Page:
She and Webb's father met at a McClellan's store which he managed and were married in Gastonia and soon moved to Hickory, North Carolina. They managed the store there together until Patricia was born in 1925. Soon after they moved to New Jersey where he took the ferry to New Yoyk City each day, working for an insurance company, and selling real estate with his brother, Seymour.

There Webb was born. She kept the greatest baby books I have ever seen and seemed to enjoy being a mother and wife. After they moved to Stamford, Connecticut, the depression hit and Webb's father got cancer and died when Webb was only 9 and Pat was 12. It must have been very hard for her, but she went to work in Grant's Department store and never remarried until Webb and Jean married. She then married Fred Lozier and moved to Arizona.

I envied Webb and Pat having such a sweet, charming (old-south gentlewoman charming)mother for she seemed to be so together about everything whereas my mother flew off in all directions about nothing. She was the typical southern belle.

Her husband died and she married Lou Bremer. They moved to Arkansas but she missed Arizona and always wanted to return. She had a few little strokes which affected her memory a bit and then she died, willing her body to science. What a sweetheart she was!


MYRTLE MILLS HARBIN. Myrtle, eldest daughter of Claude Mills and Nellie Gardner Mills, was born in June of 1902. By the age of ten, she had lost her mother to mental illness and her father to another woman, yet remained steadfast in her determination to care for her sisters in her mother's absence. Her time at The Baptist Children's Home in Thomasville appears to have been a positive experience for her as evidenced in follow up articles which appeared in BCH's newsletter after the girls had left the Home.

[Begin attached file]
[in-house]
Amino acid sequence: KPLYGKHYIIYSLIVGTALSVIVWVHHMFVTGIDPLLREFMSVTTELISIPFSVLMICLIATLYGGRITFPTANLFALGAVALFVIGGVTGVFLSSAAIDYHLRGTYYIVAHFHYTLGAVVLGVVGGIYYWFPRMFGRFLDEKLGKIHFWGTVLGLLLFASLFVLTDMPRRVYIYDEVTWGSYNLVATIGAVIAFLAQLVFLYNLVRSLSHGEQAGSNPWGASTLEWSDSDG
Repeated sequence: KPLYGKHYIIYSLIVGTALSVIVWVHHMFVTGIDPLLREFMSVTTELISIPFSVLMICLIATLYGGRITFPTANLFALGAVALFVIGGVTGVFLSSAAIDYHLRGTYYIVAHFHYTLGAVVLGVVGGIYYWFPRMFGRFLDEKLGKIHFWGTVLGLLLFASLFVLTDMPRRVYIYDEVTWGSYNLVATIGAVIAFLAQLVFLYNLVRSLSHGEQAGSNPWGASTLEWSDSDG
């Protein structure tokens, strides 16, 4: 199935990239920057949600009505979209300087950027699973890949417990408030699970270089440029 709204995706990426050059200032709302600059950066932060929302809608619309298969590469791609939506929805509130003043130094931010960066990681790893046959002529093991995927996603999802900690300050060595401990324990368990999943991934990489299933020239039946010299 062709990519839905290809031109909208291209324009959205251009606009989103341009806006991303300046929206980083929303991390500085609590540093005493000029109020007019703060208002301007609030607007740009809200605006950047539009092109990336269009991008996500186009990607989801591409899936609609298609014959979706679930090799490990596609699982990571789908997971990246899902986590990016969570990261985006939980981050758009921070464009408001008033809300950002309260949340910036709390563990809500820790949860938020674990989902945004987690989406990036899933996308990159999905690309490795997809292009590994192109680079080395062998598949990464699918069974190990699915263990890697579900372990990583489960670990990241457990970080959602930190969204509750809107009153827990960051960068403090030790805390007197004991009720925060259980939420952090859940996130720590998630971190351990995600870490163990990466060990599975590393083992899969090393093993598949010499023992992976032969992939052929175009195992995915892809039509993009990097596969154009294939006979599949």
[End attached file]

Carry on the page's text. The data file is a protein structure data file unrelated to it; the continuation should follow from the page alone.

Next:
6 June 1940, Thomasville NC.
While in Charlotte recently, Mrs. Greer, the good wife of our General Superintendent, had the pleasure of seeing and talking with Mrs. H.J. Harbin, better known to many of us as Myrtle Mills. Mrs. Green informs us that Myrtle is getting along fine. During her conversation with Myrtle, Mrs. Greer learned that myrtle's sister Audrey (Mrs. B.R. Russell) had underwent an appendix operation in one of the Charlotte hospitals. We are thankful to state that Audrey's operation was a successful one and that she is now recuperating. Myrtle Mills Harbin and Audrey Mills Russel are two fine young ladies and we are proud that they are members of our group.

2 August 1945, Thomasville NC.
Mrs. Britton, during her recent confinement in the infirmary, heard from a number of the girls who have gone out, among them a letter from Mrs. J. H. Harbin, Myrtle Mills, of 411 Sylvania Avenue, Charlotte. She promised to come to pay us a visit soon and bring along some of the other girls who live in Charlotte.